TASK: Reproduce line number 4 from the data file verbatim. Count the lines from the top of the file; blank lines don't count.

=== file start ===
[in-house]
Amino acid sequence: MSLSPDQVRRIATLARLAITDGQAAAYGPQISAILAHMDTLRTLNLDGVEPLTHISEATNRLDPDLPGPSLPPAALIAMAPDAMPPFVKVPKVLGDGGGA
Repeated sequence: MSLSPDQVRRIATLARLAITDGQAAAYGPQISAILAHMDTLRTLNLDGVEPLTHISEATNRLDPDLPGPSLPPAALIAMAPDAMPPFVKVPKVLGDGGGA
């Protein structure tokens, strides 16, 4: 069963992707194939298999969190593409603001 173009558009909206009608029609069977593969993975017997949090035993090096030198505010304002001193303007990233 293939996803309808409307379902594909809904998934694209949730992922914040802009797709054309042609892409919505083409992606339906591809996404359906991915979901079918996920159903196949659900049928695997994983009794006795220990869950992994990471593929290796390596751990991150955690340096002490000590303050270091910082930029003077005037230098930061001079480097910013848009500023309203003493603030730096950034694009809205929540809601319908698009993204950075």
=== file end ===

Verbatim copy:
């Protein structure tokens, strides 16, 4: 069963992707194939298999969190593409603001 173009558009909206009608029609069977593969993975017997949090035993090096030198505010304002001193303007990233 293939996803309808409307379902594909809904998934694209949730992922914040802009797709054309042609892409919505083409992606339906591809996404359906991915979901079918996920159903196949659900049928695997994983009794006795220990869950992994990471593929290796390596751990991150955690340096002490000590303050270091910082930029003077005037230098930061001079480097910013848009500023309203003493603030730096950034694009809205929540809601319908698009993204950075």